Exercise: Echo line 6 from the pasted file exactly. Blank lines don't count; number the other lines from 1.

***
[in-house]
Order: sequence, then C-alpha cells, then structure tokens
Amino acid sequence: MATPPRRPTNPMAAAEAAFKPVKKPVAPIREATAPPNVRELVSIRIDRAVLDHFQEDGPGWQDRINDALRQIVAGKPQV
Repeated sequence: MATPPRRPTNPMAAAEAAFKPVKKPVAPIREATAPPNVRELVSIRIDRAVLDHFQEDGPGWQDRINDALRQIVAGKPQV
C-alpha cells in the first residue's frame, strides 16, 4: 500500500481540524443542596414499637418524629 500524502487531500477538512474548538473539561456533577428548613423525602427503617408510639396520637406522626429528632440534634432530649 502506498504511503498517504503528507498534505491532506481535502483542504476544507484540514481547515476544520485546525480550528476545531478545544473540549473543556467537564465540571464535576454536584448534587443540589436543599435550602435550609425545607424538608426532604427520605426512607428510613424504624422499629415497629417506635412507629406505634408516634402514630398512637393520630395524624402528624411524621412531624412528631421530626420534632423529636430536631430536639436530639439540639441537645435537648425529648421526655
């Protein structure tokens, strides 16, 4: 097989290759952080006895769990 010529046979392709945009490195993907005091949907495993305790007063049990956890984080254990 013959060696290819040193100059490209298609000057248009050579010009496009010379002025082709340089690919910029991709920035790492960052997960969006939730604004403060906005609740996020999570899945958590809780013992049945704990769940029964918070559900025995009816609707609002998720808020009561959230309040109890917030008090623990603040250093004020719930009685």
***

């Protein structure tokens, strides 16, 4: 097989290759952080006895769990 010529046979392709945009490195993907005091949907495993305790007063049990956890984080254990 013959060696290819040193100059490209298609000057248009050579010009496009010379002025082709340089690919910029991709920035790492960052997960969006939730604004403060906005609740996020999570899945958590809780013992049945704990769940029964918070559900025995009816609707609002998720808020009561959230309040109890917030008090623990603040250093004020719930009685």